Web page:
Wednesday, June 28, 2006

Hamsterdam at Miller Park

The Reddess and I are huge fans of The Wire on HBO, a drama about cops and the drug trade in the inner city of Baltimore. The man on the right is Robert Wisdom who plays Major Howard "Bunny" Colvin, commander, of Baltimore's western district. In the third season of the show (now in reruns on Sunday nights at 7), he gives a little speech about the paper bag being a wonderful instrument of civic compromise. "The corner," he says, "has always been the poor man's lounge." Putting his fifth into a paper bag allowed him to drink on the streets and permitted the police to look the other way.

In the spirit of the paper bag, Colvin decides to direct all drug traffic in his distruct to an abandoned block of boarded up rowhouses. As long as it stayed on that block, drugs were legal "in the western." The gangs, mishearing Colvin's explanation of the new policy, refer to the "free zone" as "Hamsterdam."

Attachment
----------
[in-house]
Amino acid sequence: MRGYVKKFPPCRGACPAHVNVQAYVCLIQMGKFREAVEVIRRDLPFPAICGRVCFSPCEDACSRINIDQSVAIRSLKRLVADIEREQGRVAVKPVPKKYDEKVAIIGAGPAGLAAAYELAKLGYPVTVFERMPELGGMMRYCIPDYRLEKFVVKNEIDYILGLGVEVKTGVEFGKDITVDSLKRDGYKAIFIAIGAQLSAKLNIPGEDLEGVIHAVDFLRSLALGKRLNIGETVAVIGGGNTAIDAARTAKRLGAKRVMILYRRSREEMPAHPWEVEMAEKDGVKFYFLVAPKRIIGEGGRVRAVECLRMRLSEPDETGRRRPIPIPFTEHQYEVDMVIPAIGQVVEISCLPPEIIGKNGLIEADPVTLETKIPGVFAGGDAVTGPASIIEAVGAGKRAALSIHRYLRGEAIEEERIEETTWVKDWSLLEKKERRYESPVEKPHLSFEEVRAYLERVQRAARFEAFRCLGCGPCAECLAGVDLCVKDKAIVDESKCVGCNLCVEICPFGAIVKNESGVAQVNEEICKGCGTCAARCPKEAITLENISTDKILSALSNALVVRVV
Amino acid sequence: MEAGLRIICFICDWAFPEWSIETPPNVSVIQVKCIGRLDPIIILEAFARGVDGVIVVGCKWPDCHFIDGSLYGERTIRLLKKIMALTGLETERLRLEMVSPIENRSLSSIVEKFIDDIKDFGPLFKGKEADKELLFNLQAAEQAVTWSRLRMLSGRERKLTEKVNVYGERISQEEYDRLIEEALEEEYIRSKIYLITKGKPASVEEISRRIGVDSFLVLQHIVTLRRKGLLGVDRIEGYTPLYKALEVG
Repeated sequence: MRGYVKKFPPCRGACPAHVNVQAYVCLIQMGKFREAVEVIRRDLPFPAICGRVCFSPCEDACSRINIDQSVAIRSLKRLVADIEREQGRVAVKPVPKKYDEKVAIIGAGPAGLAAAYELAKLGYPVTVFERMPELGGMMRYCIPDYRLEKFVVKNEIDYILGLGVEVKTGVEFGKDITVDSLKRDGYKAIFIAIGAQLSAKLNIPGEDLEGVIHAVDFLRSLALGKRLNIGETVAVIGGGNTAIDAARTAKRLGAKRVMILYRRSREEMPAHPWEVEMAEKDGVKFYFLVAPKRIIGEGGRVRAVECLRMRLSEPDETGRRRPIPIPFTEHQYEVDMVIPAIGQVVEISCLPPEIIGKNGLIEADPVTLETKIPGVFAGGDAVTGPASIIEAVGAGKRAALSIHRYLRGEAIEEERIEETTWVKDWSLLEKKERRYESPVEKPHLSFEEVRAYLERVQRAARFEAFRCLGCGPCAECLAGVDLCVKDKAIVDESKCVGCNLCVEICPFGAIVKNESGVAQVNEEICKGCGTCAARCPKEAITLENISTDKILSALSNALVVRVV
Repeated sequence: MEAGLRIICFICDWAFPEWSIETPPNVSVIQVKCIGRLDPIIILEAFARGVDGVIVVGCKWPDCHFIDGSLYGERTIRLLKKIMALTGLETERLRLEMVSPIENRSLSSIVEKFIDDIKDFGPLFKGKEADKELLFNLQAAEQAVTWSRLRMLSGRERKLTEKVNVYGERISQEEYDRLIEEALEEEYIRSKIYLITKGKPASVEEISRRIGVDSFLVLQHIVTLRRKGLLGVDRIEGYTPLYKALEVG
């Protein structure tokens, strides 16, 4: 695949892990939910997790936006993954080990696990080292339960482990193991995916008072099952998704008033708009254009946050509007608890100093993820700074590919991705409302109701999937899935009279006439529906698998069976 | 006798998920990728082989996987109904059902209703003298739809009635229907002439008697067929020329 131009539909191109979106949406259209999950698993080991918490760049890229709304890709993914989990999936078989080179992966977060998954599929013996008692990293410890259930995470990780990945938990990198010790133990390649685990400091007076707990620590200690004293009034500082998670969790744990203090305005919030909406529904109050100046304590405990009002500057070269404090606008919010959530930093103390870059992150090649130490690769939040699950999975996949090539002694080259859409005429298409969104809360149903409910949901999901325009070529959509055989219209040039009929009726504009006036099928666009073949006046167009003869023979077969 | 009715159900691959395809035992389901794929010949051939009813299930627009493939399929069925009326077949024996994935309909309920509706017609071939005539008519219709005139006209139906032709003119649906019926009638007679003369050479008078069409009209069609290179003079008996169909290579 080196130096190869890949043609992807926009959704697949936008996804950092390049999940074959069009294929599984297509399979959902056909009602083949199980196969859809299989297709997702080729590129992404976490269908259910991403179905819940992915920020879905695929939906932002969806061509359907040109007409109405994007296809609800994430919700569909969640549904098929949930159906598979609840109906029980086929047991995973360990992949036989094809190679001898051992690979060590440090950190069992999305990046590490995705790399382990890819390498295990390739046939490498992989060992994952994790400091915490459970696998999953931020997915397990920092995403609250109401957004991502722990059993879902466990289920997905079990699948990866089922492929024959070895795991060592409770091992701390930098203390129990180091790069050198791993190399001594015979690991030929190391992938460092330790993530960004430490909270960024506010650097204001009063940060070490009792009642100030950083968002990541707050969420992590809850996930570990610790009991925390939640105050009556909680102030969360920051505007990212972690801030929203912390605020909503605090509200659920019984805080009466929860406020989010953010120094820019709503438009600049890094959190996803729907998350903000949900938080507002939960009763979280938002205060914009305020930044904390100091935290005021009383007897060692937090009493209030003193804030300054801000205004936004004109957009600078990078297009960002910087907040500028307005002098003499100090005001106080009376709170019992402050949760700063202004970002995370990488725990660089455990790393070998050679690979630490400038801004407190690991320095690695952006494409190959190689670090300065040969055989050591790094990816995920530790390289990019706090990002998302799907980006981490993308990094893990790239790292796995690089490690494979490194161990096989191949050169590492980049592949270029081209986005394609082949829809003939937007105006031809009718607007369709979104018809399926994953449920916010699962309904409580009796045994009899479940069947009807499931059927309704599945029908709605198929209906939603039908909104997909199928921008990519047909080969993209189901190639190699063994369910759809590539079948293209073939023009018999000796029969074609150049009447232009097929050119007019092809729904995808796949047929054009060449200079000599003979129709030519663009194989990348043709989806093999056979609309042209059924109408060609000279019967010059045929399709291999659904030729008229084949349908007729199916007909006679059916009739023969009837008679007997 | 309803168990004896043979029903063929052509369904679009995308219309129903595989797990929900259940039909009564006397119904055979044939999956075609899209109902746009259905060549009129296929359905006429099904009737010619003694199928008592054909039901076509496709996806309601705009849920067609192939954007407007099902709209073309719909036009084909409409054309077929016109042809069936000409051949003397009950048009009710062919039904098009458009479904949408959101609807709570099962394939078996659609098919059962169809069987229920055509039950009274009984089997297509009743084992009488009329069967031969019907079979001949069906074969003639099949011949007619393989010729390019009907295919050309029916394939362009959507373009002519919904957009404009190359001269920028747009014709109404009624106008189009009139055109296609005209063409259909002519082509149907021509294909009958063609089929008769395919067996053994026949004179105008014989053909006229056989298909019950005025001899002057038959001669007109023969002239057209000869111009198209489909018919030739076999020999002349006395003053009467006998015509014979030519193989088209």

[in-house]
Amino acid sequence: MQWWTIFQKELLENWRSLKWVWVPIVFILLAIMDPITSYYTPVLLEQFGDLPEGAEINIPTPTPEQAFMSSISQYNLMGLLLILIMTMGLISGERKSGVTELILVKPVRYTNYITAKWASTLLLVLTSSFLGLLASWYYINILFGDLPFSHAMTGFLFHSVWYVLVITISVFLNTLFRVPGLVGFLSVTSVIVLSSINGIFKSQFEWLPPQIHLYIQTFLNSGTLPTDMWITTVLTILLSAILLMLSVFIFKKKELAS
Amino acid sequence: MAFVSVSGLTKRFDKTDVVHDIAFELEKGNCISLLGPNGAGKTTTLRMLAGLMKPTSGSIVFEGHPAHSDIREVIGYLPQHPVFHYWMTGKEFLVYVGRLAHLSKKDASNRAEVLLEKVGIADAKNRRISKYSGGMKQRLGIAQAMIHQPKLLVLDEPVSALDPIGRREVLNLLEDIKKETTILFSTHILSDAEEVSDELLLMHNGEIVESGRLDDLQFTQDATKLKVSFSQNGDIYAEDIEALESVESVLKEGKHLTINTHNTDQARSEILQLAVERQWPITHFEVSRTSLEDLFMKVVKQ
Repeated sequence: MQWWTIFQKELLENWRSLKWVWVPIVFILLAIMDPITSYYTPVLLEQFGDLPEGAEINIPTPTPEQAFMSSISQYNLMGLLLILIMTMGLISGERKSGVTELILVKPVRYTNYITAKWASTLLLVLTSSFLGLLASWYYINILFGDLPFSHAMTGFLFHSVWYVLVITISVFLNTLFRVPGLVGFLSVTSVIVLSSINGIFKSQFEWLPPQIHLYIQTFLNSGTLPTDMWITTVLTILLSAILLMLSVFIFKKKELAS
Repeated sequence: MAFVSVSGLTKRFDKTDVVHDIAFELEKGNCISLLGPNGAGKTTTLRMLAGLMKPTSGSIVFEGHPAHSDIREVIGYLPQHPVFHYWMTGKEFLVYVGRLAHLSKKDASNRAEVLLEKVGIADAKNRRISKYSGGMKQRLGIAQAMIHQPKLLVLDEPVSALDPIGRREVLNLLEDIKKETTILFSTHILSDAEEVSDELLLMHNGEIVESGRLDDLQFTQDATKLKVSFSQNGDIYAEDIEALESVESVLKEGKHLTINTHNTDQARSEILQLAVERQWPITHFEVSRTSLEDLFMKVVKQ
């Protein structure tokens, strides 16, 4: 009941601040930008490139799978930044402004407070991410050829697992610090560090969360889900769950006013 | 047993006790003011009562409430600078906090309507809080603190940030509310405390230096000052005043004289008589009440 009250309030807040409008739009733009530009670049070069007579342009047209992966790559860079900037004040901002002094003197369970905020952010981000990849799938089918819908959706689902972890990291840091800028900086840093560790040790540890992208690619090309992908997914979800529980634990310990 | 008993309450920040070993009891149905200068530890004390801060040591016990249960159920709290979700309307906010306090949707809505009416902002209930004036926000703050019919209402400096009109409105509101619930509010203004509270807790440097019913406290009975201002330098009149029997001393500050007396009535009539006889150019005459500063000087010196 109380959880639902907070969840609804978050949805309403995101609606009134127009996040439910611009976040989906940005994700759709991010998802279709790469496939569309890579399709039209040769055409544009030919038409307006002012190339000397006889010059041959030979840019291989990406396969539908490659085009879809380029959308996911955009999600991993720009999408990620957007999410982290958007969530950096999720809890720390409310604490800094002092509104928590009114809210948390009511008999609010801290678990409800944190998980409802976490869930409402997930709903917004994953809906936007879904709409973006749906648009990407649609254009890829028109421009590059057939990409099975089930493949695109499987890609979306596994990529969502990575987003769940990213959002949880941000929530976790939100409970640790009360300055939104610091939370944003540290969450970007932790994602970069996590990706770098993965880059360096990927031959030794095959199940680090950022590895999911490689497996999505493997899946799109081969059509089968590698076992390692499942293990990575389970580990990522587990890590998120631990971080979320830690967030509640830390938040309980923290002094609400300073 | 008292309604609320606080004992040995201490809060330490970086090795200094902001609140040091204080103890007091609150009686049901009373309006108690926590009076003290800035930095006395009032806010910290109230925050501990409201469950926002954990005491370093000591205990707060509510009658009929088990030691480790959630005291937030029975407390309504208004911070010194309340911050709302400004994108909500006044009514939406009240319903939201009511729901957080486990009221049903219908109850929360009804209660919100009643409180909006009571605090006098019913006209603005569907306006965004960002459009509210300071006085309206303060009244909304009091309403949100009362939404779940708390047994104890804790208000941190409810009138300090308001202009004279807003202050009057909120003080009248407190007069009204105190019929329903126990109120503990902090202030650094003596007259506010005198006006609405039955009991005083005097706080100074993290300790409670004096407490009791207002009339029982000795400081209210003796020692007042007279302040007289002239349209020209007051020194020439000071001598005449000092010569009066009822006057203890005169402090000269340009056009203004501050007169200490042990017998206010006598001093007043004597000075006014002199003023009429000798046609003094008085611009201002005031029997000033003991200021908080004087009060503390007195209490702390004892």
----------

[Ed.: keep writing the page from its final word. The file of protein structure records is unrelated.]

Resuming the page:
Mike McGee, Jr., wants, in a sense, to bring Hamsterdam to Milwaukee. But rather than establish it in a part of town in which no one lives or for which there is no use, he proposes turning Miller Park into one big overnight tailgate party. He wants to let people cruise there.

There are two ways in which this would work (or, more accurately, not work). In the first scenario, the County, in order to prevent drinking, drugs, vandalism and violence, would have to maintain a presence of sheriff deputies so massive that no respectable cruiser would go there. In the second, Miller Park gets turns into a scene out of Escape from New York.

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